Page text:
Now please, don’t do me any favors by doing my research for
            me. Do some real research (with proven facts and all that) for yourself.

          • Anon

            Because we all know that Cesar Millian personally went out and did a head count of the supposed 100million strays? Right? He did? Didn’t he?

          • Daniellie

            If he is so concerned about all the stray animals why did he get Junior and Mr. President from a breeder?

          • Anonymous

            I happen to agree with you and would like to clarify that you are an entirely different person than I am.

          • Anonymous

            For arguments sake, assume there are 70 million. Now what is your answer?

          • Anonymous

            No kill is not solving the problem just yet. Until they figure out how, what would you have us do with all of the homeless animals? Do you have homes for them?

          • Anonymous

            Clearly there are enough homes for them all. It’s a big country and millions of people are looking to adopt a companion animal into their home at any given time. This is not a question of “not enough homes” it’s a question of our animal control and shelter facilities not putting forth the effort to find them all homes. May I ask you, what is PETA’s preferred solution to the “problem” you refer to? Please, I’m really interested in hearing how PETA plans to solve the “overpopulation” problem. Assuming such a thing exists, because judging by the numbers of homes provided by the census bureau, I believe there are indeed enough homes.

          • Anonymous

            There are not enough people wanting to adopt cats and pit bull mixes that make up most of the animals at shelters.

          • Anonymous

            And how have you arrived at your conclusion, Julieveggie? Please provide me with the SOURCE of this alleged “fact”. Or is this simply your opinion? If this is simply your opinion, you are entitled to it, but you should clarify that you are voicing your opinion instead of presenting your opinion as fact. This is crucial to the discussion. Facts are something that can be backed up with incontrovertible evidence, opinions do not need facts to back them up. Please clarify if it is your opinion that there are not enough homes for these animals. Or, if you are making the claim that this is a fact, please provide the evidence to back up your claim.

          • Anonymous

            Why is this comment keep getting deleted! It’s FAIR!: Austin Animal Center/ Austin Pets Alive had to stop intaking cats because both shelters are full and had to start killing animals for space.

          • Anonymous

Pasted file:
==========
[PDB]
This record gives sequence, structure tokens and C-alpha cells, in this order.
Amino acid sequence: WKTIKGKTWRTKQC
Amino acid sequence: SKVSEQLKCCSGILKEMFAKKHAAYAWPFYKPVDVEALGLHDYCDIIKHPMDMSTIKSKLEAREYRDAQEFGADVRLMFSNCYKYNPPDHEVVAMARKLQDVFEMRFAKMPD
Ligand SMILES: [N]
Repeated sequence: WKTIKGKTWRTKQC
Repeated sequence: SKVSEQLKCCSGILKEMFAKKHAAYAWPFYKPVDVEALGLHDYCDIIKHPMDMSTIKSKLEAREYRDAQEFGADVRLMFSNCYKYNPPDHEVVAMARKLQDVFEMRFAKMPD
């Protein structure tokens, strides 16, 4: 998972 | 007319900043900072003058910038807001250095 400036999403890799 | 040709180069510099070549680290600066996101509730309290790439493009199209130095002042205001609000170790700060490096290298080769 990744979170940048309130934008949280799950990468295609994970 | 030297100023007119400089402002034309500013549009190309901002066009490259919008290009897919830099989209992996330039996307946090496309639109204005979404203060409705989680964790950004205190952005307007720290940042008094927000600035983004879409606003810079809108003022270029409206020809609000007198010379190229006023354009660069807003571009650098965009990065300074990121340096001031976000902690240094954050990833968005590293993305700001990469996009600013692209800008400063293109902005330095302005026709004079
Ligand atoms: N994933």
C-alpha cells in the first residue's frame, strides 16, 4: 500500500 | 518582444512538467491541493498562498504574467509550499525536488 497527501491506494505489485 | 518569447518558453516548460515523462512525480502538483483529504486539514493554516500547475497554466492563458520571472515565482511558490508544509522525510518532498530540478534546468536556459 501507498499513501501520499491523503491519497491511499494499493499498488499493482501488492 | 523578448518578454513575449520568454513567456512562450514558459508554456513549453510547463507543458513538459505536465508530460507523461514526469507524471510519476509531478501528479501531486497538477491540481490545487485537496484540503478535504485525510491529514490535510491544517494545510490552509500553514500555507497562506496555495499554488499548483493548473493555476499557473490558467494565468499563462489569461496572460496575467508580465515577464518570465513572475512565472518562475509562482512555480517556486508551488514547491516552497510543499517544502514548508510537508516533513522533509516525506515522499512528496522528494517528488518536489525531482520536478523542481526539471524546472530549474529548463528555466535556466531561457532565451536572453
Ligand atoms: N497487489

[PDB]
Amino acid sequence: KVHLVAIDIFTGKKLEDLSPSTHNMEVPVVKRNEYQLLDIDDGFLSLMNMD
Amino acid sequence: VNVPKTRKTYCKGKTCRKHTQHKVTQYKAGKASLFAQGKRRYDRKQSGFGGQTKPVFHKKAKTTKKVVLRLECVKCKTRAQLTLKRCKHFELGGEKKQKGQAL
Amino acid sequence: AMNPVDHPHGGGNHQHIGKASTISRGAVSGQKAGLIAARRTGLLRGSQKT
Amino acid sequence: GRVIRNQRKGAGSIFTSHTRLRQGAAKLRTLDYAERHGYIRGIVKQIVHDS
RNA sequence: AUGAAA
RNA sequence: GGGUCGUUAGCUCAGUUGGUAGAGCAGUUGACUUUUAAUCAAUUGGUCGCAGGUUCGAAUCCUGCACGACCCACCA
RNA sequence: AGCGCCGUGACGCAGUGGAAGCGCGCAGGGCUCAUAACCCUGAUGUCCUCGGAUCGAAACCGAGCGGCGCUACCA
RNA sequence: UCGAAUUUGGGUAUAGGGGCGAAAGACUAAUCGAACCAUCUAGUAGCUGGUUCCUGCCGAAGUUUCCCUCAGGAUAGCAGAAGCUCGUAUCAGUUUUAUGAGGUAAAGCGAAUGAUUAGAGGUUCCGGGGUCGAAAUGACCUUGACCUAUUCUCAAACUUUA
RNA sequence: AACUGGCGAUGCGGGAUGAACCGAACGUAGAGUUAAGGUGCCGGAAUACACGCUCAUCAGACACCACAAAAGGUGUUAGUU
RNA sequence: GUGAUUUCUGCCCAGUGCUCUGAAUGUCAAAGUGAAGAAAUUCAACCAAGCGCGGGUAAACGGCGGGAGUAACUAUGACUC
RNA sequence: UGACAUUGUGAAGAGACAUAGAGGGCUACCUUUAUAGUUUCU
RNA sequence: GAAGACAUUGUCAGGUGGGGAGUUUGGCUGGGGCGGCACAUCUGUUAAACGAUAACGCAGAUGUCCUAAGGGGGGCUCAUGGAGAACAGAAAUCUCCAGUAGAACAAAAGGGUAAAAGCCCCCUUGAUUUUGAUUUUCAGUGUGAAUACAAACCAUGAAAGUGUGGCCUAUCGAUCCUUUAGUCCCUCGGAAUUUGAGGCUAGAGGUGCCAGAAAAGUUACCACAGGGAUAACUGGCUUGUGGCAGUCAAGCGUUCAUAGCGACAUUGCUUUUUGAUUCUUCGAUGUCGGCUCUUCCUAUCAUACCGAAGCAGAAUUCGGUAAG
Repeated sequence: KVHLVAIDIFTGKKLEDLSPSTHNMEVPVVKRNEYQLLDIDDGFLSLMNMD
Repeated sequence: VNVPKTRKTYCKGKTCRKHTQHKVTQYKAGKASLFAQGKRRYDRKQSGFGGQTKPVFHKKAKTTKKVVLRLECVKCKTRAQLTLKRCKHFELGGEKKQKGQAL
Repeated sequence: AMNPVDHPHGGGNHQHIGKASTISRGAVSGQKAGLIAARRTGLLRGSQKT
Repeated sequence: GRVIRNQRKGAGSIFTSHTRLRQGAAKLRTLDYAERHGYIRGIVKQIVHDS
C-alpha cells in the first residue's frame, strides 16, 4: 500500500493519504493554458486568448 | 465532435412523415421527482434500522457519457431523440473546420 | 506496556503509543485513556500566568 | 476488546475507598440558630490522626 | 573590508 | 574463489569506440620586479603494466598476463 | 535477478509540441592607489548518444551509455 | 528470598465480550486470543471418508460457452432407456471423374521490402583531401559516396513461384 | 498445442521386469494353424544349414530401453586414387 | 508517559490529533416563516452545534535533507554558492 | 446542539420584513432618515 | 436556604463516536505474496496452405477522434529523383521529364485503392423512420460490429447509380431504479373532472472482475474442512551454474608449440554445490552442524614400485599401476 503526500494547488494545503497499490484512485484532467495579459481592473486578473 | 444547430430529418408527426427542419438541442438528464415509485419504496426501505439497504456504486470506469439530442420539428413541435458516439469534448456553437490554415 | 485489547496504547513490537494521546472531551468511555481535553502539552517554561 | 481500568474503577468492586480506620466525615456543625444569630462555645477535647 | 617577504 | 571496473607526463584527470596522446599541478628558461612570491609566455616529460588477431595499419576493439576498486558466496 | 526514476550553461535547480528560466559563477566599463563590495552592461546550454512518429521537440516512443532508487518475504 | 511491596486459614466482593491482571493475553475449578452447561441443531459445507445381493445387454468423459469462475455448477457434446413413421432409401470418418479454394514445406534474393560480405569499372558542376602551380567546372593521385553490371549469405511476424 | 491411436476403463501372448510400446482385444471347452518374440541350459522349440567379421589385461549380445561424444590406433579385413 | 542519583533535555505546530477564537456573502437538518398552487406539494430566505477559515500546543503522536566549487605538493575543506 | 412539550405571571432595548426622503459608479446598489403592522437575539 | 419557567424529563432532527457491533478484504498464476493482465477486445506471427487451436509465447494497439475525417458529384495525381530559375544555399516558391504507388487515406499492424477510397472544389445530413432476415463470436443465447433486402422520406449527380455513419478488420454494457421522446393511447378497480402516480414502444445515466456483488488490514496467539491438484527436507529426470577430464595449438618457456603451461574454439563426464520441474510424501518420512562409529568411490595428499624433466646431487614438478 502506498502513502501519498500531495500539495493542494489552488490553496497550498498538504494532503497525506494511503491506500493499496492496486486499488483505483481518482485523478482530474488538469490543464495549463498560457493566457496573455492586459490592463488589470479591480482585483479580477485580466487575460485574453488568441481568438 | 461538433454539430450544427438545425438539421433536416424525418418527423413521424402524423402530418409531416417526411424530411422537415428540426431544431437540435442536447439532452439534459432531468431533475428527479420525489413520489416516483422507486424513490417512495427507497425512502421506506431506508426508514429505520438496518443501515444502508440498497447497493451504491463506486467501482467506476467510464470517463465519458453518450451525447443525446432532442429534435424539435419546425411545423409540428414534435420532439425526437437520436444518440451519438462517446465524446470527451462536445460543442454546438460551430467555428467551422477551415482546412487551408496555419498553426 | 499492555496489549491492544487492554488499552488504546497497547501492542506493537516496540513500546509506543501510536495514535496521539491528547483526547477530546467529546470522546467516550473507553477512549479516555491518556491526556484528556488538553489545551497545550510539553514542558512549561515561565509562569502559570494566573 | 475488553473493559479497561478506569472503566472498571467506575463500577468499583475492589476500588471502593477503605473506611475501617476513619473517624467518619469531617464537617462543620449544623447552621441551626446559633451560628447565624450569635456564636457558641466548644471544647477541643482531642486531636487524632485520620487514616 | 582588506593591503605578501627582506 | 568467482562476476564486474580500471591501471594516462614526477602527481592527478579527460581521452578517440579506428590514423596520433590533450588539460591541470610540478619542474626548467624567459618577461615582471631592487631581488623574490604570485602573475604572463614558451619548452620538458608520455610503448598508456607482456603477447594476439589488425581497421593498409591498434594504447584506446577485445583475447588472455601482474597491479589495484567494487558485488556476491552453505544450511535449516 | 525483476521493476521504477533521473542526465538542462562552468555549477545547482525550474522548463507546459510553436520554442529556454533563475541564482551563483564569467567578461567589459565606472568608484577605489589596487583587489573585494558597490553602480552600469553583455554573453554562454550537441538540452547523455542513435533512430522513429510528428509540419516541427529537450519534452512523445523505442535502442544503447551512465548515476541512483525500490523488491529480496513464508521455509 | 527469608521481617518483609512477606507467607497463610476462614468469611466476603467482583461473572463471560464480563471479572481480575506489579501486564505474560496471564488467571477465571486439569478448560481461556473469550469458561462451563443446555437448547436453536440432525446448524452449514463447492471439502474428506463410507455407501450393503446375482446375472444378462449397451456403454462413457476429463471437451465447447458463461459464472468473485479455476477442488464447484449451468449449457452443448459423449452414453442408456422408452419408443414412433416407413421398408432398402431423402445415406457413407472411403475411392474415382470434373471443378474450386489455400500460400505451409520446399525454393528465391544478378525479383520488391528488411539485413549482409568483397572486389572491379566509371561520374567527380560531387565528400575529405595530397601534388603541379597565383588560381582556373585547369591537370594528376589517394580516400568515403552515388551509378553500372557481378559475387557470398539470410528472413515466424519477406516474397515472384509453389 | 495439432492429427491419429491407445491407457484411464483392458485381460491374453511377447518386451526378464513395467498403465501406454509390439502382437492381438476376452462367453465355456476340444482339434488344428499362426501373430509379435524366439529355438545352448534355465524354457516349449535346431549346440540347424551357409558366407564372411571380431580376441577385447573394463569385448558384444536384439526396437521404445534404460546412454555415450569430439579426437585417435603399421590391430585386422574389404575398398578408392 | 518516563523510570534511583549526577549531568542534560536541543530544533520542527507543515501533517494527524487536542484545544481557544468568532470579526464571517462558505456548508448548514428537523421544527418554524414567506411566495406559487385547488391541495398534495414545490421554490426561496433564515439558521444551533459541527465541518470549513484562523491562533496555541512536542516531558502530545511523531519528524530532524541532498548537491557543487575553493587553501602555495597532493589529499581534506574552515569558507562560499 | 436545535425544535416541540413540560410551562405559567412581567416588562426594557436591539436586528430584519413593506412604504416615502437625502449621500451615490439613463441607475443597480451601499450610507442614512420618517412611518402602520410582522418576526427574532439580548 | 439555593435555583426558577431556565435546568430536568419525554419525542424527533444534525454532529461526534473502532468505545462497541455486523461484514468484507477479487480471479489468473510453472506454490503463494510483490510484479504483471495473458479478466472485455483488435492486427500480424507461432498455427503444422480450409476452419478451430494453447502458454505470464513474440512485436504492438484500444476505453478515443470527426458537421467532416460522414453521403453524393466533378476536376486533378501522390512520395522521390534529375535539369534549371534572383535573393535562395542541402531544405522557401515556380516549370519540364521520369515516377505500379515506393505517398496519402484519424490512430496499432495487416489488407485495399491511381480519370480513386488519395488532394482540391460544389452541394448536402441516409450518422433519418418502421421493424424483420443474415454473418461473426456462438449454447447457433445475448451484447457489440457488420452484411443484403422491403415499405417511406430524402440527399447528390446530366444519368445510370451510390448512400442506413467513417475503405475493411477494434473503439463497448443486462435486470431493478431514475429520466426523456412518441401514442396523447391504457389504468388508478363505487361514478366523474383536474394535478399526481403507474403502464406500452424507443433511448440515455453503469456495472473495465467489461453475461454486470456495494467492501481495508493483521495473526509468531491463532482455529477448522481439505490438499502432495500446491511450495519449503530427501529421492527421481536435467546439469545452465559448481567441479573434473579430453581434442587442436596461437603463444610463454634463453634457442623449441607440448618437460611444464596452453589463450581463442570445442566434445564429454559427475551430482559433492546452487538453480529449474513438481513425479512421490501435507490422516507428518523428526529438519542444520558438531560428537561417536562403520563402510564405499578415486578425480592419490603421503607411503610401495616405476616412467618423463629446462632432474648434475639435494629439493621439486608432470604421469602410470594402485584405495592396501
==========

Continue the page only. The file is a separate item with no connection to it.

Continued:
Maybe because you are diverting the subject to something entirely off topic? You were asked point blank to provide us with the source to back up your claims but instead you keep changing the subject to Austin Pets Alive. Do you understand the difference? It is very difficult to have an adult conversation with someone who refuses to answer the question posed to her and insists on hijacking the discussion with diversions. If you are incapable of answering the question, you should simply reply, “I don’t have an answer to your question” or ” I don’t have a source to back up my claims”. At least that would be honest.

          • Julieveggie

            My comment was not off topic. It was proof that no-kill shelters kill for space too.

          • Anonymous

            And Austin is working out so very well, isn’t it?

          • Terri

            Same answer to you sittingbull that Melissa gave to julieveggie: Actually, Julie, that is not correct and not the full picture. The Austin Animal Center, which is the city’s open admission shelter, along with its two biggest rescue partners, Austin Pets Alive! and the Austin Humane Society, teamed up this weekend to host a joint adoption event for cats. The three organizations were seeing quite a few cats come in and simply needed to make space for intake. They reached out to the public to ask them to help in this time of need so that they would not have to euthanize any healthy cats. So far, the adoption event has seen great success and many cats have found homes, opening up cages for new intake.

            Sincerely,
            Melissa Miller
            New Media Coordinator

          • Julieveggie

            Austin Animal Center on facebook posted a press release that they are no longer in taking cats until they have room.

          • Julieveggie

            When I google about Houston having a million strays on the street a lot came up. I did your homework for you ‘Unity for a solution houston’

          • Anonymous

            When something is popular everyone goes out and gets one and sometimes it on backorder because the demand is so high. The demand for people wanting to adopt middle age cats and pit bull type dogs isn’t there or they would be getting adopted.

          • Anonymous